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Baffled By the Canlis Hunt? We've Got Answers (Sorta)

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<a href=";set=a.163432983681113.37361.155109321180146&amp;type=1&amp;theater">Monday's clue</a> (click on image to enlarge)
Monday's clue (click on image to enlarge)

If you're one of the many people currently canvassing street signs and stalking Canlis's Twitter feed for clues, take heed. The Brothers Canlis shared with Eater a few clarifying details to help those of you on the hunt for a mysterious Canlis key.

For those of you who were out of the country or on medical quarantine late last week, Canlis embarked Friday on a new game/hunt/puzzle. It's the third one since last fall, when Mark and Brian Canlis celebrated the restaurant's 60th year with 50 days of tweeted clues and scavenger hunts that earned winners a Canlis dinner at 1950 prices.

That first scavenger hunt "pitted the city against each other," says Mark Canlis. "We thought, what if the next one brought the city together?"

This time it seems the brothers have hidden keys, each tied with a Canlis ribbon, throughout the city. Every day brings a new photo of a sign somewhere in Seattle that has one of these keys taped to it. The hash tag for this adventure also gives away the prize: #canlis4free.

This cryptically free meal will take place October 30. Some people have guessed (or hoped) that this means a giant free party open to the entire city. The reality: About 100 guests will enjoy a full-on tasting menu, wine pairings and the whole valet-piano-cocktails-service Canlis experience, completely on the house.

"But there's a big link that people are missing," says Brian Canlis. "Once the community figures out how to solve the global puzzle, the key is essentially a reservation" for that free dinner. However it's not yet clear whether an individual key will signify a table for two or a larger party; some keys will even unlock a table for eight. That part, say the brothers, comes later.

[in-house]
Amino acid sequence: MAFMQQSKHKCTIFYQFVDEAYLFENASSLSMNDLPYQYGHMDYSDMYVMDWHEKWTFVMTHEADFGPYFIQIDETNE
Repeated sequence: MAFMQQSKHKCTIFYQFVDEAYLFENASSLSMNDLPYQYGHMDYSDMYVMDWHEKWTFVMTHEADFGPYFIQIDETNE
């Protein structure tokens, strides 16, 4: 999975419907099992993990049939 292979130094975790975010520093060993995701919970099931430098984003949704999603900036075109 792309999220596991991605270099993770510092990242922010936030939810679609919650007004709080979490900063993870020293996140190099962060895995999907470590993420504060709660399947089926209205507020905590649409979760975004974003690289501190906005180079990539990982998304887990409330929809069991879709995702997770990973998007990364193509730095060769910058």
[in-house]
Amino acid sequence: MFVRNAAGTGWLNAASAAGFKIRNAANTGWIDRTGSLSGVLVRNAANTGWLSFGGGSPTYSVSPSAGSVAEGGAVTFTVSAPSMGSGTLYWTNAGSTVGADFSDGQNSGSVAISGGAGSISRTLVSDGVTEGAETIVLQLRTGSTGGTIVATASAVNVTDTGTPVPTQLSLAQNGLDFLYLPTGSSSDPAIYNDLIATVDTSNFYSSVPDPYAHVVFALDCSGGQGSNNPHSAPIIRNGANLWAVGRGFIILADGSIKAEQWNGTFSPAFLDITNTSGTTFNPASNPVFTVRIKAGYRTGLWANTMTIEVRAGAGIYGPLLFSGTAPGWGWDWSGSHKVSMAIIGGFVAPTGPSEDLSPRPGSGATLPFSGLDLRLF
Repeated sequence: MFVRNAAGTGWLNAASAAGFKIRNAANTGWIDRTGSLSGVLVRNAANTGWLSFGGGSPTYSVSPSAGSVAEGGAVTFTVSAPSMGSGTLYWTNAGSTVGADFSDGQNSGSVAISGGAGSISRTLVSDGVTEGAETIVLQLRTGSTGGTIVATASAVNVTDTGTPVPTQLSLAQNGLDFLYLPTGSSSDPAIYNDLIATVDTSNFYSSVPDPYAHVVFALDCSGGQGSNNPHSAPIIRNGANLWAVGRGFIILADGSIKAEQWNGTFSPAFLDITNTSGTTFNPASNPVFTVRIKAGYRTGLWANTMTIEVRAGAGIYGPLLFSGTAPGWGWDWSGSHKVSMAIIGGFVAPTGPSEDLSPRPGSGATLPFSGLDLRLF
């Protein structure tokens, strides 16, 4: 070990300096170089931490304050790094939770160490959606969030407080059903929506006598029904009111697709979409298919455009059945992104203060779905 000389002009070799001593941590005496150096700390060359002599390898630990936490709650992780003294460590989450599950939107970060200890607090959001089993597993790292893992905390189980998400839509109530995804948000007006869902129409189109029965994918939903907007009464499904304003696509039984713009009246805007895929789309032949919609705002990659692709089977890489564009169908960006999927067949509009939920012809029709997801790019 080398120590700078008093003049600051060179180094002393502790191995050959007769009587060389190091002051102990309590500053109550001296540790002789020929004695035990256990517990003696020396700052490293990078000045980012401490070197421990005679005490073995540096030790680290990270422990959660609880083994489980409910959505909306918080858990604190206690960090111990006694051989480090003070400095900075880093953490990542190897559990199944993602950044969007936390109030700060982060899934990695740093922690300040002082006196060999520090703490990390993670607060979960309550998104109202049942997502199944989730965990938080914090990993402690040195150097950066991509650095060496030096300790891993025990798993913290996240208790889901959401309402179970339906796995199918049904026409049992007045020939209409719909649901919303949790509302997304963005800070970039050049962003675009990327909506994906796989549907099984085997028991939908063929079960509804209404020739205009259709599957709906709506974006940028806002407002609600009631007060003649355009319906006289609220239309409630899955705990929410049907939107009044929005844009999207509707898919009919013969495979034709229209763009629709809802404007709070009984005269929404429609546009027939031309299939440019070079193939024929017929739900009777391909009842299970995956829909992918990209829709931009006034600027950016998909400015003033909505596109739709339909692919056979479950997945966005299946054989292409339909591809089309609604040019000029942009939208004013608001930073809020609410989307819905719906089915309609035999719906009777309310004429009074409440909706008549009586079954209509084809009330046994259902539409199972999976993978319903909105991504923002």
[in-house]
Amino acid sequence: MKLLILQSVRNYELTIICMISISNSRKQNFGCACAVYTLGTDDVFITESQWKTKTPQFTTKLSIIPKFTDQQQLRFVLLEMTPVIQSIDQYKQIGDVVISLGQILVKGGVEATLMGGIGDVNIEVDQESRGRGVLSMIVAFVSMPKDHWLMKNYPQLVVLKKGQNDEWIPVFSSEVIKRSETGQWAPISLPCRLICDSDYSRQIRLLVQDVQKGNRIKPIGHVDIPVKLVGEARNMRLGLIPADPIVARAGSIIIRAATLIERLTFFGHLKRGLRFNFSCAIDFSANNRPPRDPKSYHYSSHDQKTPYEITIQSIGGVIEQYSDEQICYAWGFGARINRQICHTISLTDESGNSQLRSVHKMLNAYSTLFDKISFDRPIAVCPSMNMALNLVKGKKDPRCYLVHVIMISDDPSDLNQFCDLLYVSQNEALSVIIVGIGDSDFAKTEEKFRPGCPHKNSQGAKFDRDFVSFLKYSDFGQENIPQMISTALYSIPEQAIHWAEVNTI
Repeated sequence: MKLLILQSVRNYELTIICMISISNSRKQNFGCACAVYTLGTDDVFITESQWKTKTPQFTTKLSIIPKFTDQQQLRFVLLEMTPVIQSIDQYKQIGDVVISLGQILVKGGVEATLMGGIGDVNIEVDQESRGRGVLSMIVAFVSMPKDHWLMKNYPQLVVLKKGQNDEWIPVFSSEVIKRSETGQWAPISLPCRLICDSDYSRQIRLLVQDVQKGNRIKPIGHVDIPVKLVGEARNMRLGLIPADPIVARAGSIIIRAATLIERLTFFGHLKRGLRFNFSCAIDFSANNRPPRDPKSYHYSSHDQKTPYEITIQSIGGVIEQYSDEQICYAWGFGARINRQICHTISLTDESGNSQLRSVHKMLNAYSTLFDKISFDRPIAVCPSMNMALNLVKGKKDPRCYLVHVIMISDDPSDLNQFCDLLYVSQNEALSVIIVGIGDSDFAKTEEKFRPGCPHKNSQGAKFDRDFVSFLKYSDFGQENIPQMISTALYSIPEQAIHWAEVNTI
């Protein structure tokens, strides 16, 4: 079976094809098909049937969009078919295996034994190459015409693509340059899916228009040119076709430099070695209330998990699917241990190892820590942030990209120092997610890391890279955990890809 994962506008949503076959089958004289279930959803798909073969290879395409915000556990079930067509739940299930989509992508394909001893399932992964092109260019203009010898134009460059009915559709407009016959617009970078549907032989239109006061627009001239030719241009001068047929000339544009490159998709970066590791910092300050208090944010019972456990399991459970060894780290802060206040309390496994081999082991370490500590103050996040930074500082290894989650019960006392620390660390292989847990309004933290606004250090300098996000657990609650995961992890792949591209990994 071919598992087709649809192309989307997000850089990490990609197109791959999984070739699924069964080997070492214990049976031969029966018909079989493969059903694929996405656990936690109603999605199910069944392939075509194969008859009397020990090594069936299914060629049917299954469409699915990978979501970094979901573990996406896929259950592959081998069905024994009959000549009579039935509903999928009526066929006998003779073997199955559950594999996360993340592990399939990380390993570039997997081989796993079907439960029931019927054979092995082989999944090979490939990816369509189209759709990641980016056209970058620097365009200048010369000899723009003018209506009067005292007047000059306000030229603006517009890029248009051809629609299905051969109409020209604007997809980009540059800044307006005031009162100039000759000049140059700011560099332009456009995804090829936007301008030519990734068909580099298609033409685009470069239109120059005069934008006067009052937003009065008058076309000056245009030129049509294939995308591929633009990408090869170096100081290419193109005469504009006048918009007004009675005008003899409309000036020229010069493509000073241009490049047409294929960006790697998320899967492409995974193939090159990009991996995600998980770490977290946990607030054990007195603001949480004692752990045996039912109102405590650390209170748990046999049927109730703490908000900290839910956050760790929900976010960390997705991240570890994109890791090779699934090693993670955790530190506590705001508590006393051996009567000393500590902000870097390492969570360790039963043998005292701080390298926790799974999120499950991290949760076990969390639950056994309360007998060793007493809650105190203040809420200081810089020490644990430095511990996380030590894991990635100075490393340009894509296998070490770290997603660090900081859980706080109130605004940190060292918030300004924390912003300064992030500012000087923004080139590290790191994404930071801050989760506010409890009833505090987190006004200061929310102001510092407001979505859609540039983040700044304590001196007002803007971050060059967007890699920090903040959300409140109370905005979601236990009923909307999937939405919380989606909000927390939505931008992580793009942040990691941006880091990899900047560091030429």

The other point the brothers want to make: every single key is already taped to its hiding place. Practically speaking, you could happen upon one by accident on your way home from work and secure a spot at this dinner without ever having to decipher one of the clues.

"There are free dinners hanging on signs right now, all over town,"
says Mark Canlis. "There's one in my neighborhood." Another is at a bus stop. And still another key is apparently in a location that's so busy that the elder Canlis was practically giddy at the idea that it hasn't yet been found.

The brothers say they are completely OK with people finding keys at random. "It will actually need to happen that way," says Mark. "The clues will only get harder." This game, he says, allows random members of the public to get involved, while still being more interactive than simply hiding a bunch of stuff around town and hoping people find it.

In fact, an older man found a key and called the restaurant last night to ask what it was about. The man said he didn't have a Facebook account and was told "You're going to have to figure out a way to engage with the community on this," says Brian. "It's up to the community to reach out." Most, if not all of the key-holders will need to work together for the final part of the puzzle. "You could do it without all 30, but you'll need a significant number," says Brian.

One final hint: sign up for the Canlis newsletter. The next issue may be of some assistance.

Meanwhile, you're not in this alone. The Facebook group Menu Hunters Anonymous has been assiduously tracking the signs, the clues and what it all means. And don't miss the group's FAQ, which is actually more of a wiki detailing how this works and where clues have been found thus far. Get ready for a lot of gloriously obscure knowledge about street signs. Game on indeed.

· All Canlis Coverage on Eater Seattle [-ESEA-]


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